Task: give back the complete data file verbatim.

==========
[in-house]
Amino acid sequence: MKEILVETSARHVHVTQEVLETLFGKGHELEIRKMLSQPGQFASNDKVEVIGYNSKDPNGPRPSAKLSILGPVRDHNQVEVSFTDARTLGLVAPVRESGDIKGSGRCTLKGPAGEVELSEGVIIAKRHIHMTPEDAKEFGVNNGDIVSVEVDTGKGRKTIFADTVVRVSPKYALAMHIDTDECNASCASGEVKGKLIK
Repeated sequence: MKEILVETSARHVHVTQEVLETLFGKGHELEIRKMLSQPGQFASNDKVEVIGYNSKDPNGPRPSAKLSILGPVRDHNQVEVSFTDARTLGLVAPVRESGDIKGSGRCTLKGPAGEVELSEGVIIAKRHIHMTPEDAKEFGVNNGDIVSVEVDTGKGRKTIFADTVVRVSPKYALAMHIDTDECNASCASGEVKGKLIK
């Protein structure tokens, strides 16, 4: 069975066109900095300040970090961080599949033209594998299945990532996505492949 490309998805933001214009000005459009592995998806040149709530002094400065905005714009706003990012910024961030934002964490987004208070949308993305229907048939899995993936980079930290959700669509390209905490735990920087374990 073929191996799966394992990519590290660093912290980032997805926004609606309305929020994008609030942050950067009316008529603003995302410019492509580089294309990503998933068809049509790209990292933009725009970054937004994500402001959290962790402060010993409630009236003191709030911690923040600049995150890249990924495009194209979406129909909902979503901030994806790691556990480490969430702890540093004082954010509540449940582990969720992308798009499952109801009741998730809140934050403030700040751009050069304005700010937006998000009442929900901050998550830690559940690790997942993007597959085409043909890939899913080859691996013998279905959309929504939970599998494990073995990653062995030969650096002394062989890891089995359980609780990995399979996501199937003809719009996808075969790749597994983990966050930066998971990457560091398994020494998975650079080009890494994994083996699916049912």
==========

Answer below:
[in-house]
Amino acid sequence: MKEILVETSARHVHVTQEVLETLFGKGHELEIRKMLSQPGQFASNDKVEVIGYNSKDPNGPRPSAKLSILGPVRDHNQVEVSFTDARTLGLVAPVRESGDIKGSGRCTLKGPAGEVELSEGVIIAKRHIHMTPEDAKEFGVNNGDIVSVEVDTGKGRKTIFADTVVRVSPKYALAMHIDTDECNASCASGEVKGKLIK
Repeated sequence: MKEILVETSARHVHVTQEVLETLFGKGHELEIRKMLSQPGQFASNDKVEVIGYNSKDPNGPRPSAKLSILGPVRDHNQVEVSFTDARTLGLVAPVRESGDIKGSGRCTLKGPAGEVELSEGVIIAKRHIHMTPEDAKEFGVNNGDIVSVEVDTGKGRKTIFADTVVRVSPKYALAMHIDTDECNASCASGEVKGKLIK
């Protein structure tokens, strides 16, 4: 069975066109900095300040970090961080599949033209594998299945990532996505492949 490309998805933001214009000005459009592995998806040149709530002094400065905005714009706003990012910024961030934002964490987004208070949308993305229907048939899995993936980079930290959700669509390209905490735990920087374990 073929191996799966394992990519590290660093912290980032997805926004609606309305929020994008609030942050950067009316008529603003995302410019492509580089294309990503998933068809049509790209990292933009725009970054937004994500402001959290962790402060010993409630009236003191709030911690923040600049995150890249990924495009194209979406129909909902979503901030994806790691556990480490969430702890540093004082954010509540449940582990969720992308798009499952109801009741998730809140934050403030700040751009050069304005700010937006998000009442929900901050998550830690559940690790997942993007597959085409043909890939899913080859691996013998279905959309929504939970599998494990073995990653062995030969650096002394062989890891089995359980609780990995399979996501199937003809719009996808075969790749597994983990966050930066998971990457560091398994020494998975650079080009890494994994083996699916049912």